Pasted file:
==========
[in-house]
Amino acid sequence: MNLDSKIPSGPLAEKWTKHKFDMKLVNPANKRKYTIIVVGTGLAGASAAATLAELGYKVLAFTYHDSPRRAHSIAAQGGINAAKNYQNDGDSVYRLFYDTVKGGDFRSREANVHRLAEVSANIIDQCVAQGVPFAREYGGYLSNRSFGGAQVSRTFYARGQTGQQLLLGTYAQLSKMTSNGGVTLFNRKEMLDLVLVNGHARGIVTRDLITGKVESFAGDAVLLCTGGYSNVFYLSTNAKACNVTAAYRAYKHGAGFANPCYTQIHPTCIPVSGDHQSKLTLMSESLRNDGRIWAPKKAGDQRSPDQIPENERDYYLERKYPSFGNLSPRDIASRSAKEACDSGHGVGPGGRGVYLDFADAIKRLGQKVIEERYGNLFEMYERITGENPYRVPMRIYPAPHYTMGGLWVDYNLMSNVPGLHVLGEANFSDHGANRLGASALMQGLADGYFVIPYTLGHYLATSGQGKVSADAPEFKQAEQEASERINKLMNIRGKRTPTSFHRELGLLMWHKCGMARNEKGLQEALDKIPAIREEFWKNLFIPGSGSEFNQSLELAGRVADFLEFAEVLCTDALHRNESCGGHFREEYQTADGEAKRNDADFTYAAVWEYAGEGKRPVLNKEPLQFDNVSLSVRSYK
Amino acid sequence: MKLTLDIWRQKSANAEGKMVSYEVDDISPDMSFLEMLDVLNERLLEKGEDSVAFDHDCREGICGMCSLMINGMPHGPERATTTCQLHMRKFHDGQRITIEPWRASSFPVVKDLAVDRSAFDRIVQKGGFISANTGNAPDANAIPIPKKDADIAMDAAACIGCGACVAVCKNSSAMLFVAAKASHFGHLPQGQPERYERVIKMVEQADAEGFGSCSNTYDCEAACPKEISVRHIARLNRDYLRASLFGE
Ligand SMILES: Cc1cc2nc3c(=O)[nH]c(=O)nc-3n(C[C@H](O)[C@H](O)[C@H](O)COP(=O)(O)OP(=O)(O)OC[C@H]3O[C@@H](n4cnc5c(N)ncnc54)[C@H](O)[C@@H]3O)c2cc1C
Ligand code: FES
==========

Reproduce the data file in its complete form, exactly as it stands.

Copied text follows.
[in-house]
Amino acid sequence: MNLDSKIPSGPLAEKWTKHKFDMKLVNPANKRKYTIIVVGTGLAGASAAATLAELGYKVLAFTYHDSPRRAHSIAAQGGINAAKNYQNDGDSVYRLFYDTVKGGDFRSREANVHRLAEVSANIIDQCVAQGVPFAREYGGYLSNRSFGGAQVSRTFYARGQTGQQLLLGTYAQLSKMTSNGGVTLFNRKEMLDLVLVNGHARGIVTRDLITGKVESFAGDAVLLCTGGYSNVFYLSTNAKACNVTAAYRAYKHGAGFANPCYTQIHPTCIPVSGDHQSKLTLMSESLRNDGRIWAPKKAGDQRSPDQIPENERDYYLERKYPSFGNLSPRDIASRSAKEACDSGHGVGPGGRGVYLDFADAIKRLGQKVIEERYGNLFEMYERITGENPYRVPMRIYPAPHYTMGGLWVDYNLMSNVPGLHVLGEANFSDHGANRLGASALMQGLADGYFVIPYTLGHYLATSGQGKVSADAPEFKQAEQEASERINKLMNIRGKRTPTSFHRELGLLMWHKCGMARNEKGLQEALDKIPAIREEFWKNLFIPGSGSEFNQSLELAGRVADFLEFAEVLCTDALHRNESCGGHFREEYQTADGEAKRNDADFTYAAVWEYAGEGKRPVLNKEPLQFDNVSLSVRSYK
Amino acid sequence: MKLTLDIWRQKSANAEGKMVSYEVDDISPDMSFLEMLDVLNERLLEKGEDSVAFDHDCREGICGMCSLMINGMPHGPERATTTCQLHMRKFHDGQRITIEPWRASSFPVVKDLAVDRSAFDRIVQKGGFISANTGNAPDANAIPIPKKDADIAMDAAACIGCGACVAVCKNSSAMLFVAAKASHFGHLPQGQPERYERVIKMVEQADAEGFGSCSNTYDCEAACPKEISVRHIARLNRDYLRASLFGE
Ligand SMILES: Cc1cc2nc3c(=O)[nH]c(=O)nc-3n(C[C@H](O)[C@H](O)[C@H](O)COP(=O)(O)OP(=O)(O)OC[C@H]3O[C@@H](n4cnc5c(N)ncnc54)[C@H](O)[C@@H]3O)c2cc1C
Ligand code: FES